Our approach is based on the model reduction suggested in Ref. 11, However, we want to highlight some relevant differences with respect to this work. In Ref. 11, the system is further reduced to a single PDE for [ K + ] e of the reaction-diffusion type, imposing that the dynamics for V N and V A in (8) is set to be instantaneous (i.e., d V n / d t = d V A / d t = 0). When imposing a traveling wave solution in this 1D reaction-diffusion PDE, it yields the dynamics described by the piecewise slow subsystem (24). In our study, we go beyond the singular limit and compute the heteroclinic orbit and the velocity in the case ε 0, which corresponds to the full system (8). We emphasize though that the singular heteroclinic orbit provides a good approximation of the dynamics since the estimated velocity is similar and the trajectory tracks closely to the singular heteroclinic orbit [see black-dashed curves in Figs. 11(a) and 11(c) and 12(a) and 12(c)]. Indeed, in Fig. 13, we present the numerical simulations of (8) taking V N and V A as instantaneous variables (i.e., d V N d t = d V A d t = 0). As expected from our results, these simulations reveal good agreement with those for system (8) shown in Fig. 2.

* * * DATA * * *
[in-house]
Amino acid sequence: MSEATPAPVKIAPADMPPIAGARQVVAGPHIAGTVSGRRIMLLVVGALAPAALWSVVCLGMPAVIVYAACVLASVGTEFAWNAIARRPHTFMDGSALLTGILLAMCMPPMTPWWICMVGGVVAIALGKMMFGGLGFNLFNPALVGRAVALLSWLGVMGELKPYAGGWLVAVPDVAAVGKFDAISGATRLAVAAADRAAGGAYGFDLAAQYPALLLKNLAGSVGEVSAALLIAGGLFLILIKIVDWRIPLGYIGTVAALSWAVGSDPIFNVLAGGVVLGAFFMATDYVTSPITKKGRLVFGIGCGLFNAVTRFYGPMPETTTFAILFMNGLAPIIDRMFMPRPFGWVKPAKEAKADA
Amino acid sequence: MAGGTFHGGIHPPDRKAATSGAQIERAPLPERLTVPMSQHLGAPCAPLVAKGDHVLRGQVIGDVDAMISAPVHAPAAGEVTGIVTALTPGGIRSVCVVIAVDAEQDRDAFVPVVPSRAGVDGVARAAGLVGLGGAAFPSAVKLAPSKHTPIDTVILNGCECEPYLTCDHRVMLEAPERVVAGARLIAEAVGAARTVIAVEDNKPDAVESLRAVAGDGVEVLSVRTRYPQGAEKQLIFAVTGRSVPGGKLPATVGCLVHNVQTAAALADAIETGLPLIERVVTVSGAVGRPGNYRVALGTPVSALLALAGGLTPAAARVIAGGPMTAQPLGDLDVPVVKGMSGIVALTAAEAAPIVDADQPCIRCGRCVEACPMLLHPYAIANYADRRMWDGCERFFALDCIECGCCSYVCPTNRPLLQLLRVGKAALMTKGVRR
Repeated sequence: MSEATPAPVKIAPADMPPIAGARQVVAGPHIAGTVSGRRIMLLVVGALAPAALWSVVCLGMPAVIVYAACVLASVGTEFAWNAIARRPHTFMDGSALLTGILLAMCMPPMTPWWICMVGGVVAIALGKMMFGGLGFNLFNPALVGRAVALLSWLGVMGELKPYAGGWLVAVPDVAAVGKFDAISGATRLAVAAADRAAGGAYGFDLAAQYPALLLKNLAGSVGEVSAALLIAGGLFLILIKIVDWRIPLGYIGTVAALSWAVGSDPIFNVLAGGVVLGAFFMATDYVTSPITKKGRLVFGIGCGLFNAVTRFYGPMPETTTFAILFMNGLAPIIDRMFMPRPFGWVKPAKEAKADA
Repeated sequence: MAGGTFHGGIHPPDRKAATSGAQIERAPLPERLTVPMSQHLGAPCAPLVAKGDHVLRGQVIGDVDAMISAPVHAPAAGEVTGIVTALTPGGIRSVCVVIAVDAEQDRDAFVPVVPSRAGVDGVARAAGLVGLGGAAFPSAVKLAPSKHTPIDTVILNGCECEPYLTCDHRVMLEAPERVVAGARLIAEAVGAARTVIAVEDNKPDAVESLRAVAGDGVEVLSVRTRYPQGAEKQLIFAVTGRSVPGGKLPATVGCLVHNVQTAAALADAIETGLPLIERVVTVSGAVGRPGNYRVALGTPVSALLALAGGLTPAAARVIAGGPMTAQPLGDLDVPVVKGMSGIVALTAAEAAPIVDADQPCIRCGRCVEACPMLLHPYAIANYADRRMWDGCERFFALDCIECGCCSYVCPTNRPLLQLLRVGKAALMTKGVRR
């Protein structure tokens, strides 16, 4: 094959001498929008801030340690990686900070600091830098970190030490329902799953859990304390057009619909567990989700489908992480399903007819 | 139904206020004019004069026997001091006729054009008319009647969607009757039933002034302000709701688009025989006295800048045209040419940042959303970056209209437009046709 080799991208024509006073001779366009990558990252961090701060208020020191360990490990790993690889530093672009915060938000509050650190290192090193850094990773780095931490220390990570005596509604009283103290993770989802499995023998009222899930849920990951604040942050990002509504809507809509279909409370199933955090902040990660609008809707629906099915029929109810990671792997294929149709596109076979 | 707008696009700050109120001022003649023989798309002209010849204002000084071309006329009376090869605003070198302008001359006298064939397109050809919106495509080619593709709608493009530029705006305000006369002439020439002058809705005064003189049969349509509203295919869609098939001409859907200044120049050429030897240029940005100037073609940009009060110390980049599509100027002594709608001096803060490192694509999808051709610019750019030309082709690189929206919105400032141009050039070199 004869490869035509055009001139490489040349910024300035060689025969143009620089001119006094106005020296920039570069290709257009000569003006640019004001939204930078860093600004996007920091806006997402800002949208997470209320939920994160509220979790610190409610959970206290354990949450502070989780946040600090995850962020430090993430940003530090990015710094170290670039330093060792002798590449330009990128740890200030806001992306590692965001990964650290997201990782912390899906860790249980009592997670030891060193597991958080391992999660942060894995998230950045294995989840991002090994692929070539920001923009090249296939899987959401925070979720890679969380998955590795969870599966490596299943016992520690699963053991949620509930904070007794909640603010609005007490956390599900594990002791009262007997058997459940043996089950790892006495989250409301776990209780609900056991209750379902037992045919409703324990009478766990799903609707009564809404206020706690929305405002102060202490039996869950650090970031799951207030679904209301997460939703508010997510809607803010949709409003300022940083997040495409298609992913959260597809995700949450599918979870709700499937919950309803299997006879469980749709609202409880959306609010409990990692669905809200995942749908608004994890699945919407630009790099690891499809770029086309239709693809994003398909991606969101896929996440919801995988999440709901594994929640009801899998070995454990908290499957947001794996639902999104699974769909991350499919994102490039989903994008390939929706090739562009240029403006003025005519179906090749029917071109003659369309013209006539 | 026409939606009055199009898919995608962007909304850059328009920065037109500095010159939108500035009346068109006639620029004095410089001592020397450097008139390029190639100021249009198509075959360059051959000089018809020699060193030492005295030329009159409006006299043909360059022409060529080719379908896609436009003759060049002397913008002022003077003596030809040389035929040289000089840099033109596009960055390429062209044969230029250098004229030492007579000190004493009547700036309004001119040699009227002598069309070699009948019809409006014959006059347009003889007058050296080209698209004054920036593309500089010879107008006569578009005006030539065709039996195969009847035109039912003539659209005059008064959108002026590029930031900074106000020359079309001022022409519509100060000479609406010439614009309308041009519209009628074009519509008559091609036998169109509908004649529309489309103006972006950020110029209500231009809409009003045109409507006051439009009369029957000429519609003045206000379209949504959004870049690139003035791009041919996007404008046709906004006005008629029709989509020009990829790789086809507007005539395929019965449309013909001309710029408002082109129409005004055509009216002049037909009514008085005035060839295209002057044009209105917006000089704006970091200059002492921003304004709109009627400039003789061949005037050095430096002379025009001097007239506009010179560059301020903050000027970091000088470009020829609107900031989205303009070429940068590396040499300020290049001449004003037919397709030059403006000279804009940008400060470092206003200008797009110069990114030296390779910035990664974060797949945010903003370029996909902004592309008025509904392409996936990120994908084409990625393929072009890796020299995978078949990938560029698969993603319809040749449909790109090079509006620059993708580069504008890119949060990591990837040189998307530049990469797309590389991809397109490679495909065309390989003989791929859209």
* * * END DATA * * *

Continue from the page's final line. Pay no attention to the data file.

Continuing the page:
The analysis performed herein was based on the existence of two different temporal scales in the reduced model (8): membrane potential variables change at a faster rate than the extracellular K + concentration. In the light of the observations in Fig. 4 (see Remark III.1), it seems reasonable to ponder another scale dynamics disparity, between the neuronal and astrocytic membrane potentials, and thus introduce a new intermediate scale δ on system (15). We leave this more detailed analysis for future work.

The presence of different time scales in a dynamical system can present a significant computational challenge. In this paper, we demonstrate the power and versatility of the parameterization method,14,15 widely used in the field of dynamical systems,22,23 to overcome some issues related to this challenge. Specifically, we applied the parameterization method to numerically compute the upper branch of the heteroclinic orbit in the system ε 0 where conventional numerical methods failed due to the presence of a strong expansive directions.

We acknowledge that, even if our results on the existence of a traveling wave solution for the system with ε 0 rely on accurate numerical computations, they are not a rigorous analytical proof of their existence. To do so, one needs to use techniques from singular perturbation theory12,13 to describe the behavior of the solutions close to the fold of the slow manifold and techniques from computer assisted proofs24 to keep track of the stable and unstable manifolds of the saddle points, until they reach suitable Poincaré sections, which we plan to attempt in future studies.